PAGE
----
Of Counsel John Abraham successfully won dismissal of a full-contest claim in Ineguez-Zamora v. Dave and Busters and Indemnity Insurance Company, in from of ALJ Michelle Jones. Claimant alleged a back injury in February of 2016. Mr. Abraham utilized expert medical opinions to point out inconsistencies in Claimant’s mechanism of injury. Mr. Abraham also introduced testimony from Claimant’s manager with his current employer. Claimant’s supervisor credibly testified that Claimant digs ditches and constantly moves pipes weighing 25-35 pounds. ALJ Jones found that there was no objective medical evidence that Claimant sustained a workplace injury. The ALJ further found Claimant not to be credible. The ALJ denied and dismissed the claim.
Of Counsel John Abraham also successfully defended against a Disfigurement claim in Costa v. Walmart and Claims Management, Inc. Claimant alleged in discovery that she had disfigurement from swelling due to her injury. Respondents contended there was no disfigurement. Counsel for Respondents appeared at hearing in person. Claimant was present without her attorney and admitted, under oath, that she had no disfigurement related to the work injury.
DEPARTMENT OF LABOR REPORT
In October 2015, National Public Radio (NPR) and ProPublica did a report over the differences between the states workers’ compensation laws. The report found significant differences in the amount of benefits and type of benefits in each states workers’ compensation system. The report focused heavily on recent attempts by states to allow employers to opt-out of workers’ compensation. As a result, on October 5, 2016, the Department of Labor issued a 43-page report over the state of the patchwork of workers’ compensation laws across the country. Click here to continue reading this article
Cases You Should Know
Cases You Should Know
Where’s the Mistake: In Defrece v. Industrial Claim Appeals Office and Miner, (Colo. App. 2016), Claimant appealed an ICAO order which affirmed the ALJ’s order denying his request to reopen his claim. The claim was closed on an FAL, when Respondents filed an Application for Hearing regarding overpayments. Claimant filed a Response petitioning to reopen his claim on an alleged mistake in the employer’s AWW calculation. Requests to reopen based on mistake of law require a two-step analysis: first, the ALJ must determine whether a mistake was made; and second, if there was a mistake, the ALJ must assess whether that mistake justifies reopening a closed claim. Claimant’s argument was that the ALJ erred when he found that Respondent’s calculation of the AWW was not the kind of mistake for which the issue of AWW could be reopened. The Court upheld the ICAO’s ruling to uphold the ALJ’s order that no mistake had occurred in calculation of Claimant’s AWW. Moral of the Story: Since an ALJ has wide discretion regarding the method of AWW calculation, mere disagreement with the ALJ’s method does not constitute a mistake and is not a basis for reopening.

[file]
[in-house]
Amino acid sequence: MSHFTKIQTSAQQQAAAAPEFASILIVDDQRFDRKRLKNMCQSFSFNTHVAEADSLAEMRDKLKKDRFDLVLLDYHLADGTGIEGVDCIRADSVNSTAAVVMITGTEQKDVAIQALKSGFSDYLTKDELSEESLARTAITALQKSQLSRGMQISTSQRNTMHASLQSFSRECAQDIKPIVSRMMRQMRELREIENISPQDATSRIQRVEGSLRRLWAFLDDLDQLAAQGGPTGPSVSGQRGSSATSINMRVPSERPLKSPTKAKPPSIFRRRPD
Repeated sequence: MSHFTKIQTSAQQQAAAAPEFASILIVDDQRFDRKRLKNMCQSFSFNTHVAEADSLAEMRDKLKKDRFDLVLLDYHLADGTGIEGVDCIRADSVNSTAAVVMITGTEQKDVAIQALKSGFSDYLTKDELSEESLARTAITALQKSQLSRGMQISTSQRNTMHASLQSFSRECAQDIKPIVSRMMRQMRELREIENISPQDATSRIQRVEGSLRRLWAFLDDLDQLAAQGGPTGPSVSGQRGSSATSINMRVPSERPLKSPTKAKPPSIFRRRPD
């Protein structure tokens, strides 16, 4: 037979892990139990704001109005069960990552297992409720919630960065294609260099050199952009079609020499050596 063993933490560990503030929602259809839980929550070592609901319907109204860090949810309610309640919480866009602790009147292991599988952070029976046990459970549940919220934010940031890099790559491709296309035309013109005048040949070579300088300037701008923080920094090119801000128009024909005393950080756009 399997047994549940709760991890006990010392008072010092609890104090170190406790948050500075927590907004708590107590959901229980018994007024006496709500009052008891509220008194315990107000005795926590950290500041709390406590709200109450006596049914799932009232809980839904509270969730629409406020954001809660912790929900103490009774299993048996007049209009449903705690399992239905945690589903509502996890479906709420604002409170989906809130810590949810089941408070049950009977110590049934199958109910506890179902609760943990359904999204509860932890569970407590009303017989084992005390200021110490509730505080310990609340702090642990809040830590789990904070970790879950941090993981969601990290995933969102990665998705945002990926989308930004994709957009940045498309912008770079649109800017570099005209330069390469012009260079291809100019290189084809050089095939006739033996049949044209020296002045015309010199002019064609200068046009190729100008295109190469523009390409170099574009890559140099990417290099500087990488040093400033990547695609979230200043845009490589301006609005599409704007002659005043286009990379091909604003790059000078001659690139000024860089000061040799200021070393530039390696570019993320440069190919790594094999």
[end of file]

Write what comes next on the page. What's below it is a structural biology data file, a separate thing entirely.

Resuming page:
A heavy burden to bear: In Salgado v. The Home Depot, W.C. No. 4-975-288 (August 23, 2016), the ICAO overturned the ALJ’s denial of TTD benefits on the basis that Respondents had failed to carry their burden of proof that Claimant was responsible for his termination. ICAO held that Claimant was not required to establish work-related wage loss prior to termination in order to request temporary disability benefits after termination. Rather Respondents had the burden to prove that Claimant’s wage loss after termination was not related to the compensable injury, pursuant to C.R.S. § 8-42-105(4)(a). ICAO concurred with the ALJ’s findings that Claimant had work restrictions prior to termination which established work-related disability. This shifted the burden to Respondents to establish that Claimant’s responsibility for termination was the cause of his consequent wage loss. Moral of the Story: If Claimant has work restrictions at the time of termination, it is Respondents’ burden to show Claimant was at fault for termination in order to terminate TTD.
The Rules Were Meant to Be Broken: In Anthony Lucero v. Wyndham Hotel & Resorts and Zurich North America Insurance, W.C. 40705-926-02 (ICAO August 30, 2016), Claimant requested additional time to file a Petition to Review an Order Granting Respondents’ Motion for Summary Judgment. Claimant subsequently filed his Petition to Review outside of the time frame set forth in the Order he sought to appeal, but within the extension of time he requested, and his Petition to Review was denied as being untimely filed. The Court found that a rule and a statute conflicted as to whether the Claimant was permitted to request an extension of time to file a Petition to Review, and that the statute did not allow for an extension of time. Despite this, the Court invoked the “unique circumstances” exception to find that since Claimant had complied with the conflicting Court Rule allowing for an extension of time to file a Petition to Review, Claimant’s Petition to Review was timely filed and could be addressed by the court. Moral of the Story: There can be exceptions to rules that are invoked in the interests of fairness.